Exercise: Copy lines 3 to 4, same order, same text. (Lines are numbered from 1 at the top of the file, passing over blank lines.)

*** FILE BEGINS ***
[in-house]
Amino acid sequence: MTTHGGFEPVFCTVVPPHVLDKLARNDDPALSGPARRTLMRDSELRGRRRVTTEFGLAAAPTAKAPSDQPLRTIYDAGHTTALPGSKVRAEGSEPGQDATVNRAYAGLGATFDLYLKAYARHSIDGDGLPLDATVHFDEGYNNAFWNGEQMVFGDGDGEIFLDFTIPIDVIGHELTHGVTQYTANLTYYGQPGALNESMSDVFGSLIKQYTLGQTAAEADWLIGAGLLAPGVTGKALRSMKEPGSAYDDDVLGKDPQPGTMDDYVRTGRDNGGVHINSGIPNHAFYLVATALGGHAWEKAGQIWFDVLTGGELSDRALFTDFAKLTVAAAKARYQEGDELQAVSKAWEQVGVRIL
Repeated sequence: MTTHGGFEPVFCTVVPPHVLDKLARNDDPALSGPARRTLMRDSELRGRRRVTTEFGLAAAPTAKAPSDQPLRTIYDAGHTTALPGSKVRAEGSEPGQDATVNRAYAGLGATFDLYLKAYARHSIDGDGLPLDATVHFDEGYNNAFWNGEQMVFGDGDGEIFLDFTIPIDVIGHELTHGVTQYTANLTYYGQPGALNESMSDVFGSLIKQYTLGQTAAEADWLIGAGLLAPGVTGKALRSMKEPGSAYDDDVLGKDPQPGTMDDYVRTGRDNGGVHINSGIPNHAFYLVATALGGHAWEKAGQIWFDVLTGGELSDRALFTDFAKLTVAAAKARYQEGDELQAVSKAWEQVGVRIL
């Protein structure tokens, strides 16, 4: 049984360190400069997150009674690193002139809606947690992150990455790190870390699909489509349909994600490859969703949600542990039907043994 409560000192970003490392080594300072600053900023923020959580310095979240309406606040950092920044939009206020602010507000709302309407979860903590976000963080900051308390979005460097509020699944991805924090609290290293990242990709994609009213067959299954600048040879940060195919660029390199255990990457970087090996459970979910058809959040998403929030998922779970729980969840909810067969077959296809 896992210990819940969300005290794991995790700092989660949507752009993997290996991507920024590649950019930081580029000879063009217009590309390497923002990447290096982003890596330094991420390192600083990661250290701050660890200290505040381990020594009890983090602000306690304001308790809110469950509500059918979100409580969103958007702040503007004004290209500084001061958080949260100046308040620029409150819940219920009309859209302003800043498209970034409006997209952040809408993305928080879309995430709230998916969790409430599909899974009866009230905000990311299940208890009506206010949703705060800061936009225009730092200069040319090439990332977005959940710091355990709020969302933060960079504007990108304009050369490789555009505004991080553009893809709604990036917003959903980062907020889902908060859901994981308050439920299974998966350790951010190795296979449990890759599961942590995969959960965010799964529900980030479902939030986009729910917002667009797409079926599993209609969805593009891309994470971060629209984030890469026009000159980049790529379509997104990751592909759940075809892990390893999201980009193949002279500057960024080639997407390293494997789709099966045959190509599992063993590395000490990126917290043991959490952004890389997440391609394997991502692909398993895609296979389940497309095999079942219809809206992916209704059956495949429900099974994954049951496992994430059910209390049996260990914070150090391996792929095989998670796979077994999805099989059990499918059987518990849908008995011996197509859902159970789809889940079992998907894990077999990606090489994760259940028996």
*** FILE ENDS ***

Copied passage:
Repeated sequence: MTTHGGFEPVFCTVVPPHVLDKLARNDDPALSGPARRTLMRDSELRGRRRVTTEFGLAAAPTAKAPSDQPLRTIYDAGHTTALPGSKVRAEGSEPGQDATVNRAYAGLGATFDLYLKAYARHSIDGDGLPLDATVHFDEGYNNAFWNGEQMVFGDGDGEIFLDFTIPIDVIGHELTHGVTQYTANLTYYGQPGALNESMSDVFGSLIKQYTLGQTAAEADWLIGAGLLAPGVTGKALRSMKEPGSAYDDDVLGKDPQPGTMDDYVRTGRDNGGVHINSGIPNHAFYLVATALGGHAWEKAGQIWFDVLTGGELSDRALFTDFAKLTVAAAKARYQEGDELQAVSKAWEQVGVRIL
């Protein structure tokens, strides 16, 4: 049984360190400069997150009674690193002139809606947690992150990455790190870390699909489509349909994600490859969703949600542990039907043994 409560000192970003490392080594300072600053900023923020959580310095979240309406606040950092920044939009206020602010507000709302309407979860903590976000963080900051308390979005460097509020699944991805924090609290290293990242990709994609009213067959299954600048040879940060195919660029390199255990990457970087090996459970979910058809959040998403929030998922779970729980969840909810067969077959296809 896992210990819940969300005290794991995790700092989660949507752009993997290996991507920024590649950019930081580029000879063009217009590309390497923002990447290096982003890596330094991420390192600083990661250290701050660890200290505040381990020594009890983090602000306690304001308790809110469950509500059918979100409580969103958007702040503007004004290209500084001061958080949260100046308040620029409150819940219920009309859209302003800043498209970034409006997209952040809408993305928080879309995430709230998916969790409430599909899974009866009230905000990311299940208890009506206010949703705060800061936009225009730092200069040319090439990332977005959940710091355990709020969302933060960079504007990108304009050369490789555009505004991080553009893809709604990036917003959903980062907020889902908060859901994981308050439920299974998966350790951010190795296979449990890759599961942590995969959960965010799964529900980030479902939030986009729910917002667009797409079926599993209609969805593009891309994470971060629209984030890469026009000159980049790529379509997104990751592909759940075809892990390893999201980009193949002279500057960024080639997407390293494997789709099966045959190509599992063993590395000490990126917290043991959490952004890389997440391609394997991502692909398993895609296979389940497309095999079942219809809206992916209704059956495949429900099974994954049951496992994430059910209390049996260990914070150090391996792929095989998670796979077994999805099989059990499918059987518990849908008995011996197509859902159970789809889940079992998907894990077999990606090489994760259940028996």